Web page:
In May 2011, the South Carolina Legislature joined the party and enacted South Carolina Code § 38-61-70 (Section 70). In addition to the traditional “occurrence” definition contained in the ISO Form, Section 70 provides that commercial general liability policies issued in South Carolina “shall contain or be deemed to contain a definition of ‘occurrence’ that includes … property damage or bodily injury resulting from faulty workmanship, exclusive of the faulty workmanship itself.” This clarified pre-Section 70 case law, which held that faulty workmanship was not an “occurrence” where the resulting damage was a natural and expected consequence of the faulty work rather than a fortuitous event. See Crossman Communities of N.C. v. Harleysville Mut. Ins. Co., 717 S.E.2d 589 (S.C. 2011). Section 70 purported to apply “to any pending or future dispute over coverage … as to all commercial general liability insurance policies issued in the past, currently in existence, or issued in the future,” but the South Carolina Supreme Court recently held that this provision violated the Contract Clauses of the U.S. and South Carolina Constitutions because it “fundamentally change[d] the definition of occurrence” in insurance policies and “substantially impair[ed] pre-existing contracts by materially changing their terms.” Harleysville Mut. Ins. Co. v. State, No. 27189, 2012 WL 5870799 (S.C. Nov. 21, 2012). Accordingly, Section 70 only applies to insurance policies issued on or after May 17, 2011.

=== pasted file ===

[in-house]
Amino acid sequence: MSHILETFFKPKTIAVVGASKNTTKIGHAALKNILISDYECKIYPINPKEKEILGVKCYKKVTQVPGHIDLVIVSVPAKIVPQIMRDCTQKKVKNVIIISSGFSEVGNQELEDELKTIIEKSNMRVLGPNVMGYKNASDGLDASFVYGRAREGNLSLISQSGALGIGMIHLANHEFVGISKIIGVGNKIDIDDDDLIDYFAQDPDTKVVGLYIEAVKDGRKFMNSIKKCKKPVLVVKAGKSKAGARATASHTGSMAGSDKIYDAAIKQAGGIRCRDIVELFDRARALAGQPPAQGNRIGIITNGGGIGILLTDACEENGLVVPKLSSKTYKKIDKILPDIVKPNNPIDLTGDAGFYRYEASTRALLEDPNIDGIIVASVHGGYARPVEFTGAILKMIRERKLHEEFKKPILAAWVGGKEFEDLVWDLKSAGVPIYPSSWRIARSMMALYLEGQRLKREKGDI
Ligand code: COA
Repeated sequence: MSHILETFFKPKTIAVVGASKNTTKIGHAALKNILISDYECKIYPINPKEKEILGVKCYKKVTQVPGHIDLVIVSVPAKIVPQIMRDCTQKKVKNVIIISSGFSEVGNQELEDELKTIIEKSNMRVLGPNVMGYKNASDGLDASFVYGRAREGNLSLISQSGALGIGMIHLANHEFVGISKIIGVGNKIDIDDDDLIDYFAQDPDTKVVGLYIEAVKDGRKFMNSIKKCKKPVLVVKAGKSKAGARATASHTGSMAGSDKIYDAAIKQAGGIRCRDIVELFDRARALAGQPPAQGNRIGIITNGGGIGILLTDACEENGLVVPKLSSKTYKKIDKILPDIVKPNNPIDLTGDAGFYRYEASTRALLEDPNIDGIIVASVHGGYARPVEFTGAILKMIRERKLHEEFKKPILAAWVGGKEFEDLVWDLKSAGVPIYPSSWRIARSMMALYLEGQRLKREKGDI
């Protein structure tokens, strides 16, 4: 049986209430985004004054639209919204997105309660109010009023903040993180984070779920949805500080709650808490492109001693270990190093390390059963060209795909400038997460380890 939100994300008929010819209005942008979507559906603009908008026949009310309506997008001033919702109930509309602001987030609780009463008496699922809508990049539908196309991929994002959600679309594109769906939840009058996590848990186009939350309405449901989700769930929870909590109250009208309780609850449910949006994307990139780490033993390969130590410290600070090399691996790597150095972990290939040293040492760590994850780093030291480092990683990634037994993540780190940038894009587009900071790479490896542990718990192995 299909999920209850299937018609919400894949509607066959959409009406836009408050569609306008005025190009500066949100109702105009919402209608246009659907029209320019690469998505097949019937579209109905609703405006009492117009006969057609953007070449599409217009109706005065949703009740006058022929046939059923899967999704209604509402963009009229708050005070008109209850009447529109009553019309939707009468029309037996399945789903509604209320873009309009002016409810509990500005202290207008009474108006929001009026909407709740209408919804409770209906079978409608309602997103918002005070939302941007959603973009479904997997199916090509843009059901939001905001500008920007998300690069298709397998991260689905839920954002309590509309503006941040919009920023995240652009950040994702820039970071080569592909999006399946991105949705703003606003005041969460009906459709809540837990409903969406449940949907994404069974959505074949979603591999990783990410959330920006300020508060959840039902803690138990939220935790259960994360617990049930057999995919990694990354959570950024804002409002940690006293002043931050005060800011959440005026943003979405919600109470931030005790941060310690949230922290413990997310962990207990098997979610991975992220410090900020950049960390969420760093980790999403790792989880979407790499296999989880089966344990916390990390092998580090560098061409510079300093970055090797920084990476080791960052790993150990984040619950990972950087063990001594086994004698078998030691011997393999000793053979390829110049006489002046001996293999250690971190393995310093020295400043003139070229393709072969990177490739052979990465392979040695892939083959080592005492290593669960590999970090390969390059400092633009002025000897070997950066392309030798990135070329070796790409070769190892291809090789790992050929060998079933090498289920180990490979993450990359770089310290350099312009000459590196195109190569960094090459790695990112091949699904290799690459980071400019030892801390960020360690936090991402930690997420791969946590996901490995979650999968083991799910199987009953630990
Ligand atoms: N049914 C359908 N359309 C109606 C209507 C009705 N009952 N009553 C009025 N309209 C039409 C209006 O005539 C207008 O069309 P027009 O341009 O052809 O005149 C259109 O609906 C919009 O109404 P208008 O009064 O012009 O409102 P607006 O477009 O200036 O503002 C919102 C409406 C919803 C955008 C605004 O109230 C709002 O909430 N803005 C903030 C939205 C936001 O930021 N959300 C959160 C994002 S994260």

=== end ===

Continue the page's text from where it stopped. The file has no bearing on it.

Finally, Hawaii became the latest state to legislatively address the “occurrence” issue in construction defect cases with the enactment of Section 431:1-217 on June 3, 2011 (Section 217). The preamble of the bill which resulted in Section 217’s enactment notes that it was an express response to Group Builders, Inc. v. Admiral Insurance Co., 231 P.3d 67 (Haw. Ct. App. 2010), in which the court denied coverage for both defects in the insured’s own work and resulting “property damage” caused by faulty workmanship on the ground that faulty workmanship claims arise out of contract breaches as opposed to “occurrences.”